NZ Vegetarian Society spokesperson Philip McKibbin says vegetarianism can be enjoyed by everyone, regardless of age, culture, or religion. Well-planned vegetarian and vegan diets are suitable for every stage of life, and vegetarian cuisine can be found everywhere.

October is Vegetarian Awareness Month, and the NZ Vegetarian Society is highlighting vegetarian meals from around the world. You will find delicious meal ideas on the NZ Vegetarian Society website. Among this week’s recipes are ‘cheese’ puffs from Brazil, dumplings from Norway, and falafel from Israel.

Mr McKibbin says that adopting a vegetarian diet can satisfy diverse preferences:

“Many people want food that’s familiar. The rise of ‘alternative proteins’ and ‘fake meats’ has made it really easy to switch to a plant-based diet. These days, you can find foods that are vegetarian and vegan, without compromising familiarity.

“Vegetarianism is also great for those who love to experiment and try new things. It can be really fun to experiment with new ingredients, and to re-invent meals that you’re familiar with using ingredients that you might not have considered using before switching to vegetarianism.”

He also says that vegetarian diets are usually a lot healthier than non-vegetarian diets:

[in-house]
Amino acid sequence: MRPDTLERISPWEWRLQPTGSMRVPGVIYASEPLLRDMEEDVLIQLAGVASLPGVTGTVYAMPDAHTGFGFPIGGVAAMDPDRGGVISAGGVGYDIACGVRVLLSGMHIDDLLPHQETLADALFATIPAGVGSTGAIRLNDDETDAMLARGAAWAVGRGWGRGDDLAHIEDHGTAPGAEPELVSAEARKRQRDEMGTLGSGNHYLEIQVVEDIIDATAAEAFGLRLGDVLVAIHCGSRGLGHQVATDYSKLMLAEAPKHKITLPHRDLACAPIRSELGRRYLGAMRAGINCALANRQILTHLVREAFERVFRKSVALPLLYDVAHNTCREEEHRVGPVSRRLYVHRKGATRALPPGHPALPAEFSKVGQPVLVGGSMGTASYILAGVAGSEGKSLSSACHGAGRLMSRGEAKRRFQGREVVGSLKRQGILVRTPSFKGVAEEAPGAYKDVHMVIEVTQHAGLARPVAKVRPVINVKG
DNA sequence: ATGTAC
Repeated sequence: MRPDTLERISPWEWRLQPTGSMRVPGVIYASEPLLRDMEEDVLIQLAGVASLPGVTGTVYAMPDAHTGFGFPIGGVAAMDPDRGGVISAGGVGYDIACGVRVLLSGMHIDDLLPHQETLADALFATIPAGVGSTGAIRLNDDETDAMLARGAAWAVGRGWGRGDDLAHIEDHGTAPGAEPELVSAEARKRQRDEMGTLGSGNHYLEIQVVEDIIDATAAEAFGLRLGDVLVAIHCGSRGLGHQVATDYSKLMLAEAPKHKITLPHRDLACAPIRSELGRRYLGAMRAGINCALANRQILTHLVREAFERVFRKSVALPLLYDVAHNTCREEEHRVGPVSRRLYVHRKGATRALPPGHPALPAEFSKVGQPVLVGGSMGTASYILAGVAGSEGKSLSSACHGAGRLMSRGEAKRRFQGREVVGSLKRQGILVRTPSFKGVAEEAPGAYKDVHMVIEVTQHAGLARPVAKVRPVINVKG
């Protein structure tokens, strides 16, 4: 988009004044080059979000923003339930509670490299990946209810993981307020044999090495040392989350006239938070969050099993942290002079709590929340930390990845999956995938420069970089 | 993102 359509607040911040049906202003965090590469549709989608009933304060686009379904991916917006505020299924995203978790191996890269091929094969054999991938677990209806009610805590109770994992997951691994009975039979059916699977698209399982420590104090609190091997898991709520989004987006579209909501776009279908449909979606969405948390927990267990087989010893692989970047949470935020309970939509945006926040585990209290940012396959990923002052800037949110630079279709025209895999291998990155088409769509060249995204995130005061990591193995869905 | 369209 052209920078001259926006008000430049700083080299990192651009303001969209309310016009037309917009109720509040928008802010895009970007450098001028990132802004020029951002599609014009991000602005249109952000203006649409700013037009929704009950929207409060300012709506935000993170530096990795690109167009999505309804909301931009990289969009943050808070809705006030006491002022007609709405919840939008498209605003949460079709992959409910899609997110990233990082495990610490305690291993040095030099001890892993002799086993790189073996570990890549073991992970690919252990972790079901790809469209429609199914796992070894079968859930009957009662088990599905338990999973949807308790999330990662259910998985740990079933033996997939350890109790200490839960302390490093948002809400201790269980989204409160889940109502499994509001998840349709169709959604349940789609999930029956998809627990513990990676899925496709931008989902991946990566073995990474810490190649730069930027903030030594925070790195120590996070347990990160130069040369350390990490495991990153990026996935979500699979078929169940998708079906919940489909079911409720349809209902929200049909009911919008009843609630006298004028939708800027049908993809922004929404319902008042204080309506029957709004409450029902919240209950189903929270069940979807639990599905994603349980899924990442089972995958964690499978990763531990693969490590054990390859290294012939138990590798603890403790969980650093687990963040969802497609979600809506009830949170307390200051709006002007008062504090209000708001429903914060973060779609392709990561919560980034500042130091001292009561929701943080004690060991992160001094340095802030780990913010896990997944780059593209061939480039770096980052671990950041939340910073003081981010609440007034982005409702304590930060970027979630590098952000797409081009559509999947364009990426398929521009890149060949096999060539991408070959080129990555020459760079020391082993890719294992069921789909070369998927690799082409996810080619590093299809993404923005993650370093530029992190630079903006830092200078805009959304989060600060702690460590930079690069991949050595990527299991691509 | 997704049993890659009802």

“Most people find that vegetarianism encourages them to be more mindful, ensuring that their meals are not only tasty, but healthy and sustaining as well.”

Vegetarian and vegan diets are suitable for everyone, at every stage of life. The American Dietetic Association has said, ‘appropriately planned vegetarian diets, including total vegetarian or vegan diets, are healthful, nutritionally adequate, and may provide health benefits in the prevention and treatment of certain diseases. Well-planned vegetarian diets are appropriate for individuals during all stages of the life cycle, including pregnancy, lactation, infancy, childhood, and adolescence, and for athletes.’

As part of its community outreach programme, the NZ Vegetarian Society is running its annual Think Kind student competition. You are invited to help determine the winner. Students from across the country were encouraged to use their unique talents to help the animals. There were more than 200 entries from around 30 schools. Among the final entries are a website, a beach cleaning initiative that made the front page of the local newspaper, and even a Scratch coding project!

Mr McKibbin says the judges were very impressed with the quality of entries:

“The judges were really inspired by the thoughtfulness that the students brought to their projects. Around the world, young people are leading for a kinder, healthier world. Here in Aotearoa, our children are doing that, too.”

Viktória Lencsés Spear, one of the Think Kind judges, says they received almost twice as many entries as last year.

“We were so impressed with the entries we received this year, and with the number of schools that participated. We had everything from letters to the Prime Minister to a song sung in front of the whole class. It was tough choosing the finalists. I’m glad the winner is decided by a people’s choice vote, because I don’t think I’d be able to choose!”